But does Wi-Fi have to come at such a cost? Hampton says: “There is a common misconception that event Wi-Fi is expensive, it’s not. It’s more that Wi-Fi at home is incredibly cheap. Unfortunately, there are also venues with poor systems that will overcharge. In a lot of cases Wi-Fi is built to the most common use of the venue, 200 people seated for dinner will not have the same needs that a 500 person strong tech conference, we know that venues can’t spend that investment on once or twice a year bookings which is why we are there to fill the void.

“With today’s utilisation of social media it’s feasible to say that without the access of Wi-Fi an event could not work. Wi-Fi could take a small event global in a matter of minutes but that comes with a cost.”

“Just ten years ago event Wi-Fi simply didn’t exist, both the technology and the requirement wasn’t there. now we have cloud-based office services meaning organisers can’t access documents unless there’s an internet connection. Visitors don’t carry wads of cash anymore and thus expect to pay electronically for entrance tickets as well as for products, services and merchandise onsite. 

“Event Wi-Fi is one of the most important services to the events industry today up there along with power and structures. as most if not all the revenue that pays for the events transits through it. There’s no such thing as free Wi-Fi, you may have free Wi-Fi but somewhere somebody is paying for it.”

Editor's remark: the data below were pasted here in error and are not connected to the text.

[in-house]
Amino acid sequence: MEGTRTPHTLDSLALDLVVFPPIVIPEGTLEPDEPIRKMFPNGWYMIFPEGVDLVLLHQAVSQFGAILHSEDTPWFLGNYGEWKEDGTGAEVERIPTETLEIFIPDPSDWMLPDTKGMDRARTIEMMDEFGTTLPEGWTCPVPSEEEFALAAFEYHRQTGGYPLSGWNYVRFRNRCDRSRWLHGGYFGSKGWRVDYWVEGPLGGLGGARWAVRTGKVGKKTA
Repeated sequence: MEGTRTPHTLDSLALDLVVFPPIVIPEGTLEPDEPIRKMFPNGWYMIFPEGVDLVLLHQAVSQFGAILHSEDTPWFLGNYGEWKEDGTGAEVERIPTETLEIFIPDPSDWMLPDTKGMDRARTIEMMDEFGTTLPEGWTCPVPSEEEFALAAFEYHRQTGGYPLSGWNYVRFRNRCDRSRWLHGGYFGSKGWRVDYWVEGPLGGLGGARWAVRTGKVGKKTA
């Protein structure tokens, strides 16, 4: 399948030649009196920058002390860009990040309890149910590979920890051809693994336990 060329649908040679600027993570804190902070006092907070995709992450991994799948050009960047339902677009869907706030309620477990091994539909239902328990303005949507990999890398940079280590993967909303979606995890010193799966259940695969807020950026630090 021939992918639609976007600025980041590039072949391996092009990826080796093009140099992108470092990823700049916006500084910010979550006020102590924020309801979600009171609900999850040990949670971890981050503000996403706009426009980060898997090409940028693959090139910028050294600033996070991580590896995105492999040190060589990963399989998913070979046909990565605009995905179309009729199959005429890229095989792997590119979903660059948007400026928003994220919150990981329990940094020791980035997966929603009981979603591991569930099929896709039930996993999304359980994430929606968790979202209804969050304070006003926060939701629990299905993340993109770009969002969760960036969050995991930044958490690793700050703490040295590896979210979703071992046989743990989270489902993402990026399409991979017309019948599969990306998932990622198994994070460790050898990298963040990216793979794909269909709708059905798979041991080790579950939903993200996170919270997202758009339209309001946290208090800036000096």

As well as the obvious benefits, event Wi-Fi can also expose how unsecure visitors’ data potentially is, according to the CEO of event technology supplier Eventscase. Jose Bort’s company has released a White Paper on data security, available for download, which aims to highlight the risk event professionals face from being hacked.

A hacker is able to access a device in less than a minute, and once inside can wreak havoc with data, applications, and files. Users are urged to ensure when they are using a website, that they check the certification, by clicking on the padlock symbol to the left of the web address in the search bar.

Bort says: “Event professionals, as well as everyone, maybe do not realise the risk. A lot of us are unaware of how unsecure we are online. It’s not to scare anyone, and this threat is certainly nothing new. People will learn some basic things, which affect not only us, but our delegates and our events. Included is a checklist, which event professionals should absorb and talk through with their suppliers to assess their current risk.”

Since GDPR legislation came into force in 2018, the need to secure data has never been more urgent. Companies can face fines of up to £20m in the result of a data breach. “The organiser [data owner] is ultimately responsible,” Bort adds. “But the duty is shared between them, the venue, and the event technology supplier. Everyone must be clear on their role.”

So Wi-Fi is getting cheaper, but people are asking more of it, and developers are only adding to this demand. And, as Bort makes clear, security is also paramount. Something to consider next time you call up your usual supplier.